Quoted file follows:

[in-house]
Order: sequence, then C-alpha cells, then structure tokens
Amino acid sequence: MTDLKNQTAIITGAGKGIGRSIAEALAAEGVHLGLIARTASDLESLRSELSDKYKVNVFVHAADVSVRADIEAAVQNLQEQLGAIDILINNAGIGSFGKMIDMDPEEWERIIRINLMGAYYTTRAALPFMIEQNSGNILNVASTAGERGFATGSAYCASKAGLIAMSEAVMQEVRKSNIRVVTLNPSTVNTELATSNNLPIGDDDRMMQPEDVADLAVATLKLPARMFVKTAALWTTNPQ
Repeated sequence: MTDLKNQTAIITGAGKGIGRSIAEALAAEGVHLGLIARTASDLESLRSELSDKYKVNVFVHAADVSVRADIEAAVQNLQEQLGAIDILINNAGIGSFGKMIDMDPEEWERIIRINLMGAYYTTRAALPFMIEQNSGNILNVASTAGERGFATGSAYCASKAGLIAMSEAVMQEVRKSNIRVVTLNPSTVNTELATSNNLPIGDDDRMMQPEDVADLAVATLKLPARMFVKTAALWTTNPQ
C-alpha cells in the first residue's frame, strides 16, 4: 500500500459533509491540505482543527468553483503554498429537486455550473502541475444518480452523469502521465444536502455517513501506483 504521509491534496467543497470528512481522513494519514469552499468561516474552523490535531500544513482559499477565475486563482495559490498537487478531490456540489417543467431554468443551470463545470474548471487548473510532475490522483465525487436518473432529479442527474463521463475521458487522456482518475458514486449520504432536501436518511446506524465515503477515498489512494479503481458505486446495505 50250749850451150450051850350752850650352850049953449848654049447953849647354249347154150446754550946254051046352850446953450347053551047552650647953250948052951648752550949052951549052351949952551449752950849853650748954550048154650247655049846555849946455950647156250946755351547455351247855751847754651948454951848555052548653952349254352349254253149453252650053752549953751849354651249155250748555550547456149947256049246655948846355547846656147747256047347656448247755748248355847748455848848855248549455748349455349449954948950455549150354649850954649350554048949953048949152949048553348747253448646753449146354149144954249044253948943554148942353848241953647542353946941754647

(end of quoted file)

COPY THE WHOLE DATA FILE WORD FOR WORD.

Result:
[in-house]
Order: sequence, then C-alpha cells, then structure tokens
Amino acid sequence: MTDLKNQTAIITGAGKGIGRSIAEALAAEGVHLGLIARTASDLESLRSELSDKYKVNVFVHAADVSVRADIEAAVQNLQEQLGAIDILINNAGIGSFGKMIDMDPEEWERIIRINLMGAYYTTRAALPFMIEQNSGNILNVASTAGERGFATGSAYCASKAGLIAMSEAVMQEVRKSNIRVVTLNPSTVNTELATSNNLPIGDDDRMMQPEDVADLAVATLKLPARMFVKTAALWTTNPQ
Repeated sequence: MTDLKNQTAIITGAGKGIGRSIAEALAAEGVHLGLIARTASDLESLRSELSDKYKVNVFVHAADVSVRADIEAAVQNLQEQLGAIDILINNAGIGSFGKMIDMDPEEWERIIRINLMGAYYTTRAALPFMIEQNSGNILNVASTAGERGFATGSAYCASKAGLIAMSEAVMQEVRKSNIRVVTLNPSTVNTELATSNNLPIGDDDRMMQPEDVADLAVATLKLPARMFVKTAALWTTNPQ
C-alpha cells in the first residue's frame, strides 16, 4: 500500500459533509491540505482543527468553483503554498429537486455550473502541475444518480452523469502521465444536502455517513501506483 504521509491534496467543497470528512481522513494519514469552499468561516474552523490535531500544513482559499477565475486563482495559490498537487478531490456540489417543467431554468443551470463545470474548471487548473510532475490522483465525487436518473432529479442527474463521463475521458487522456482518475458514486449520504432536501436518511446506524465515503477515498489512494479503481458505486446495505 50250749850451150450051850350752850650352850049953449848654049447953849647354249347154150446754550946254051046352850446953450347053551047552650647953250948052951648752550949052951549052351949952551449752950849853650748954550048154650247655049846555849946455950647156250946755351547455351247855751847754651948454951848555052548653952349254352349254253149453252650053752549953751849354651249155250748555550547456149947256049246655948846355547846656147747256047347656448247755748248355847748455848848855248549455748349455349449954948950455549150354649850954649350554048949953048949152949048553348747253448646753449146354149144954249044253948943554148942353848241953647542353946941754647